Central Intelligence Plot Summary:
After being bullied in high school, Bob Stone (Dwayne Johnson) reunites with the only person who was nice to him – big man on campus, Calvin Joyner (Kevin Hart). Calvin’s mundane life turns upside down when Bob turns out to be a CIA agent on the run.
The best way to describe my experience watching Central Intelligence is to imagine you’re a kid at an ice cream store, and some jack ass runs in and knocks all the ice cream over, leaving nothing left for you to eat. Sad and painful. This certainly isn’t the worst comedy I’ve ever seen, but its problems are so commonplace. I feel like a broken record. I just saw this with Popstar: Never Stop Never Stopping. At least that film knew what genre it was – mockumentary. This movie is such a convoluted mess. Not only do we get a bad comedy, but a terrible bully drama and spy movie, all rolled into one predictable, generic unappealing dish that looks like it was worked on by nine different chefs. This movie has no clue what it wants to be, and we all suffer because of it.
Before we get into the characters, let me set up how lazy this comedy is. I even shudder to use that word – comedy. The first scene is fat dancing Dwayne Johnson. We knew it was coming. It sucks. We’re moving on. It’s the next scene that really pissed me off. We go to Kevin Hart’s office where Ryan Hansen plays his co-worker who acts like the most clichéd frat boy in the history of movies. His jokes consist of “look at the dick app I just created,” and even uses the word “promosh” to describe another co-worker getting promoted. At one point he even chants about boobs when he thinks a stripper walks into the office. This is why I get really bent out of shape when people accuse me of being nostalgic for the old comedy days when they trot out this tired old douche of a character. Cut me a break.
Kevin Hart plays Kevin Hart. What else do you want me to say? He can be funny, but the script is so obviously written for him that there’s no character whatsoever. He was a high school star. Now he’s a boring accountant. He wails and yells while bullets fly everywhere. The end. While Hart was forgettable, I have to give credit to Dwayne Johnson who never ceases to amaze me. He’s a good actor. He’s given atrocious material here, including a plethora of 90’s phrases (“What! “What!”), but still manages to be charming and charismatic. For what it’s worth the two have good chemistry. If there was an actual script written, they could do something funny.
In addition to the generic characters, the jokes are so bad that they even explain themselves. We get the typical jerk at the bar who uses the word “bro” a lot. Yup. The movie thinks it’s clever when Kevin Hart actually makes a joke about how many times he says “bro.” That’s not clever. That’s admitting you have nothing original to offer. Even when they hit on something mildly amusing, the writers crap all over it. Kevin Hart’s wife in the movie, played by Danielle Nicolet, who isn’t bad, makes a clever Goodfellas reference. Okay. That was good. But then they have to ruin it by having Kevin Hart literally explain that it was a good reference. Wow. I need to watch Seinfeld to cleanse myself of the awful comedy.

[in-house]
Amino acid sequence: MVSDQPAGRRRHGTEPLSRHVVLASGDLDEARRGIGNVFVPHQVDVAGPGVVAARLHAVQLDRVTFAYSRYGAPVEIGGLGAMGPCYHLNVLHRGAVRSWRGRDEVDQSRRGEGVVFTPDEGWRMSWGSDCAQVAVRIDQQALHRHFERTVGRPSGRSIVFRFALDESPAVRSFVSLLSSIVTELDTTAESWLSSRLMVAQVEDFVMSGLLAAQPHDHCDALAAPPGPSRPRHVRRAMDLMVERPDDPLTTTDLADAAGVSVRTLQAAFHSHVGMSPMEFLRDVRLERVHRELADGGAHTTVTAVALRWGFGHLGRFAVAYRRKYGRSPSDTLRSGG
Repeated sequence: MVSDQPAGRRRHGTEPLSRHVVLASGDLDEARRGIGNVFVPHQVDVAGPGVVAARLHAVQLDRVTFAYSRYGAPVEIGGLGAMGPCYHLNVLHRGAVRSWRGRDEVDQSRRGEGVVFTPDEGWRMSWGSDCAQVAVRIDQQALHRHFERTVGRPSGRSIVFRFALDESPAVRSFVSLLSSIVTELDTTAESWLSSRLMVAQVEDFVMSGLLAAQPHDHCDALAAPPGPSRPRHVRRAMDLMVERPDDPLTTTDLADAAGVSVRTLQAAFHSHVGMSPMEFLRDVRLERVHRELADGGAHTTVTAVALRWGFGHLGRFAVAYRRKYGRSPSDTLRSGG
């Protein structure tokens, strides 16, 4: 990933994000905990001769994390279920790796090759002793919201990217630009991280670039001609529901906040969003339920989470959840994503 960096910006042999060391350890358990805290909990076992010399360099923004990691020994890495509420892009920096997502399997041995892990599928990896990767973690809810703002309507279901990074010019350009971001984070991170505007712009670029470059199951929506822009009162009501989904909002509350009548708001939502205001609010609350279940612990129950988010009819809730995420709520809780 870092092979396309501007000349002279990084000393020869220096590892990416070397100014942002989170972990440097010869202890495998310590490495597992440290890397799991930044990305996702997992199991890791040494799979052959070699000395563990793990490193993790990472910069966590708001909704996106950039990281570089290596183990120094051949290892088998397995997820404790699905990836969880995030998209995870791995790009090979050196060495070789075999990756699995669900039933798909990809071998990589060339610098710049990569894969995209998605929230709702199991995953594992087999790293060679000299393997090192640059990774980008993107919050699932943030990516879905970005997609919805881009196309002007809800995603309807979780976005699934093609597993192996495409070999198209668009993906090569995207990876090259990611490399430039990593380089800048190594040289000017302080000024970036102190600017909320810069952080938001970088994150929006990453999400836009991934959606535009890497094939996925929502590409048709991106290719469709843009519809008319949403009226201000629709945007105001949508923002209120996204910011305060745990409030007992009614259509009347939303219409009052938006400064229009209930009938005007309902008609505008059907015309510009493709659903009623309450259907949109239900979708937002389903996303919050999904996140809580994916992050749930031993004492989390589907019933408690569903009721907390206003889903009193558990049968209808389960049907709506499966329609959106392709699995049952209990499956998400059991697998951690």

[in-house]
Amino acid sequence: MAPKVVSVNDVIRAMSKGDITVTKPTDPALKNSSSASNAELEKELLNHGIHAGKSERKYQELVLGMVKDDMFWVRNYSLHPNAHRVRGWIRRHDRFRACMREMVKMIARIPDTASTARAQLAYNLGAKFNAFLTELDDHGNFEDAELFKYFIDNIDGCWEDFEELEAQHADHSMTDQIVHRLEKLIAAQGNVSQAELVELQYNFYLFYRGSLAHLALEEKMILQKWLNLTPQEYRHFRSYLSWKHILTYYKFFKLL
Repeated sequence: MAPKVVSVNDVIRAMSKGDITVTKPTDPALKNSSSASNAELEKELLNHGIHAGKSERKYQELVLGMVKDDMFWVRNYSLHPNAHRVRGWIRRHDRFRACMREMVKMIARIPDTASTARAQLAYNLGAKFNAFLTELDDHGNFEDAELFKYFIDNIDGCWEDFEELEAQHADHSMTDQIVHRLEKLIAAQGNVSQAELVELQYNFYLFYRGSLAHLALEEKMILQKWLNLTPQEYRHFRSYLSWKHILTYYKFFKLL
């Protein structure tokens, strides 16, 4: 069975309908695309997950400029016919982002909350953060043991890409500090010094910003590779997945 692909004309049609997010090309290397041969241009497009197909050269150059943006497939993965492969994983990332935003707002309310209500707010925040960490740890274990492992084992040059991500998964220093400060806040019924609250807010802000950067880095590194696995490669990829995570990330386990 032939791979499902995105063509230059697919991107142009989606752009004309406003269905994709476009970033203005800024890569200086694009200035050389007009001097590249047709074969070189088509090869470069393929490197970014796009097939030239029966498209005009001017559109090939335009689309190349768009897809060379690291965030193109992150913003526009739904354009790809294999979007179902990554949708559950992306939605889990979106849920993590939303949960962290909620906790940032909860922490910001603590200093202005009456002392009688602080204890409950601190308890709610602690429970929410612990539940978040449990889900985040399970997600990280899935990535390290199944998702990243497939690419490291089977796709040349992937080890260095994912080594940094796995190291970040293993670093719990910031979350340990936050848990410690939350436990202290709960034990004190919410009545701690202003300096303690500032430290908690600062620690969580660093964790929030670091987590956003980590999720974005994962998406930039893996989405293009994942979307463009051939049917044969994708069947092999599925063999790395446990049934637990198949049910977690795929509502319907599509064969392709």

Aside from the uninspired humor, this movie goes to another level of pissing me off when it actually tries to guilt me into liking it. One of the big themes is bullying. There’s a moment where Dwayne Johnson’s character encounters his former bully, and it’s very sad and melodramatic. It’s almost as if the movie knows it sucks, so they design a scene to make critics feel like crap for giving it a negative review. The Amazing Spider-Man 2 tried to do the same thing with the kid at the end. How dare you. I’m not saying anti-bullying isn’t important. It obviously is. But that doesn’t mean I have to suffer through a subpar movie so we can get to the hackneyed anti-bullying PSA. If this was a stronger film, maybe I’d appreciate it more. It goes to show how lost this movie is. It can’t decide on a genre.
As if it weren’t bad enough the movie refuses to end. It goes through a gauntlet of sloppy twists and turns, and barrages you with a hundred wrap-ups that you predict five minutes into the film. It’s excruciating. There were a few good surprise cameos, but nothing to write home about. There’s one actor in particular who completely and utterly humiliates himself. Let’s just say he’s from a very popular show that recently ended and says a line of dialogue that literally made me cringe. I like this actor, but he should know better. Shameful.
I’m at the point now where I’m beginning to ask existential questions about myself when it comes to comedy. Am I the problem? Why does this movie and Popstar: Never Stop Never Stopping have fresh ratings? Am I truly living in the past? Did I lose my sense of humor some time ago? No.Screw that! These movies stink. Oh, Sausage Fest. Please save me.
Rating: 4 out of 10 (Really Bad)
Daniel Cohen is the Film Editor for Pop-Break. Aside from reviews, Daniel does a weekly box office predictions column, and also contributes monthly Top Tens and Op-Ed’s on all things film. Daniel is a graduate of Bates College with a degree in English, and also studied Screenwriting at UCLA. He can also be read on www.movieshenanigans.com. His movie crush is Jessica Rabbit. Follow him on Twitter @dcohenwriter.